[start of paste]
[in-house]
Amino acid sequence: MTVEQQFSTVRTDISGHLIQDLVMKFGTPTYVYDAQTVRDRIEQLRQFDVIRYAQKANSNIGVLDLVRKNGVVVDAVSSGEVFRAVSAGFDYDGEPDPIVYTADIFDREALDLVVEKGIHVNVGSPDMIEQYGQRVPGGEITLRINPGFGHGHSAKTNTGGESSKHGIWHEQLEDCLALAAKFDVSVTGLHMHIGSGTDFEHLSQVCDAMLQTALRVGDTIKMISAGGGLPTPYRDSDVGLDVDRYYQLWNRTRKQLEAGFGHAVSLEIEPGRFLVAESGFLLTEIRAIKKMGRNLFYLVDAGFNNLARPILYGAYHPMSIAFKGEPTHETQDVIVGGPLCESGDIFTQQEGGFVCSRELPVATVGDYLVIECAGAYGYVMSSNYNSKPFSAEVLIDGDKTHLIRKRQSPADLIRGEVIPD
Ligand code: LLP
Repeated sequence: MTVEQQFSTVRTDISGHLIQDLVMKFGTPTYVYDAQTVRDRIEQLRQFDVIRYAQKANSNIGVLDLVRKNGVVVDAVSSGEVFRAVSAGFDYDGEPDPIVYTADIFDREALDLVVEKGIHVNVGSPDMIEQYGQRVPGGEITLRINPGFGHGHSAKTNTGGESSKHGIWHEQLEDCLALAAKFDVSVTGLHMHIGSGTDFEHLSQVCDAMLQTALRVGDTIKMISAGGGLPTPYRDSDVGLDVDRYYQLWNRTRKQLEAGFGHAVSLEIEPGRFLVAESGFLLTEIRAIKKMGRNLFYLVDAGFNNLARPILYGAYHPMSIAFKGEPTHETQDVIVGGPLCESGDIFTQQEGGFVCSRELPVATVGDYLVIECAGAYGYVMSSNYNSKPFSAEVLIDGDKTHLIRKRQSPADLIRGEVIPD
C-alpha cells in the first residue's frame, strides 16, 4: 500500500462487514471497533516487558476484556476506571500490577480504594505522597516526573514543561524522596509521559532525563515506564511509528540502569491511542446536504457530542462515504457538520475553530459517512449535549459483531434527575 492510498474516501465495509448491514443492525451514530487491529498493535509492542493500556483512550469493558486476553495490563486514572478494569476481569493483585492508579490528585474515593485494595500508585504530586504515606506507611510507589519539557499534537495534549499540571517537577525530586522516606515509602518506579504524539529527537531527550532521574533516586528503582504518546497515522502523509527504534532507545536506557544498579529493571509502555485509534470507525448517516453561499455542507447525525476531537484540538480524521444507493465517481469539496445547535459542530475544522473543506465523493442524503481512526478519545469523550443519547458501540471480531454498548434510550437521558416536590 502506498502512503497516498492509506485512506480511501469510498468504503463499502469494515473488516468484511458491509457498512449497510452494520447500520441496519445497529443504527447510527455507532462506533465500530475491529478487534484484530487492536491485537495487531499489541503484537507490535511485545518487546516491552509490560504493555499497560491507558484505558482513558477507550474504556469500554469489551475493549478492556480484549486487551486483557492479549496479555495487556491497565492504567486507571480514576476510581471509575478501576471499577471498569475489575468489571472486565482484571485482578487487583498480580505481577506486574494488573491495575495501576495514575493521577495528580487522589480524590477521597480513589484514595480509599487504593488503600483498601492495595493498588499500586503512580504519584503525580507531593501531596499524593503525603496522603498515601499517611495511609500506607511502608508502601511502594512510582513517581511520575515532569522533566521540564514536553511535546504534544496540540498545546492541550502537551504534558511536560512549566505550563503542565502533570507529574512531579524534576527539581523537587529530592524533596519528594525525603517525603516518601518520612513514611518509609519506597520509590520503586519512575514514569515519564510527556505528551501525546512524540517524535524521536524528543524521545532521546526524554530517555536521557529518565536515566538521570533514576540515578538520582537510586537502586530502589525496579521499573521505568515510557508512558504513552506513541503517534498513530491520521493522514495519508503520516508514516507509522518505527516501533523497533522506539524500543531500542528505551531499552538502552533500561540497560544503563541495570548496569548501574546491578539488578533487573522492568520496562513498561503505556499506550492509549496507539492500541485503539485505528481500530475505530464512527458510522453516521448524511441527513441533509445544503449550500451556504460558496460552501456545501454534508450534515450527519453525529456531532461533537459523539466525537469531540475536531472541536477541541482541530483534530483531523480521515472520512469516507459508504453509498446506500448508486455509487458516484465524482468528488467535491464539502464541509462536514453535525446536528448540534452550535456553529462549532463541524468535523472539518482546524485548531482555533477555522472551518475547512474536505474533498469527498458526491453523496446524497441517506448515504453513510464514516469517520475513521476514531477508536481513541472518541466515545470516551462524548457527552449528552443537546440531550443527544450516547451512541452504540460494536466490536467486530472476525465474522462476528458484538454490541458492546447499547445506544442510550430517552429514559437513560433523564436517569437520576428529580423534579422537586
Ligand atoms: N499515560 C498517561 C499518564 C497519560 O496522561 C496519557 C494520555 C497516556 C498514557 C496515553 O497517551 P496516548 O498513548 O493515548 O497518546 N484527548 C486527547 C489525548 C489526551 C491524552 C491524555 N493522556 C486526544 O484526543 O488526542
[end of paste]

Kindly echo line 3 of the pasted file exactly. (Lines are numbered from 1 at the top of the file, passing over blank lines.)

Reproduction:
Ligand code: LLP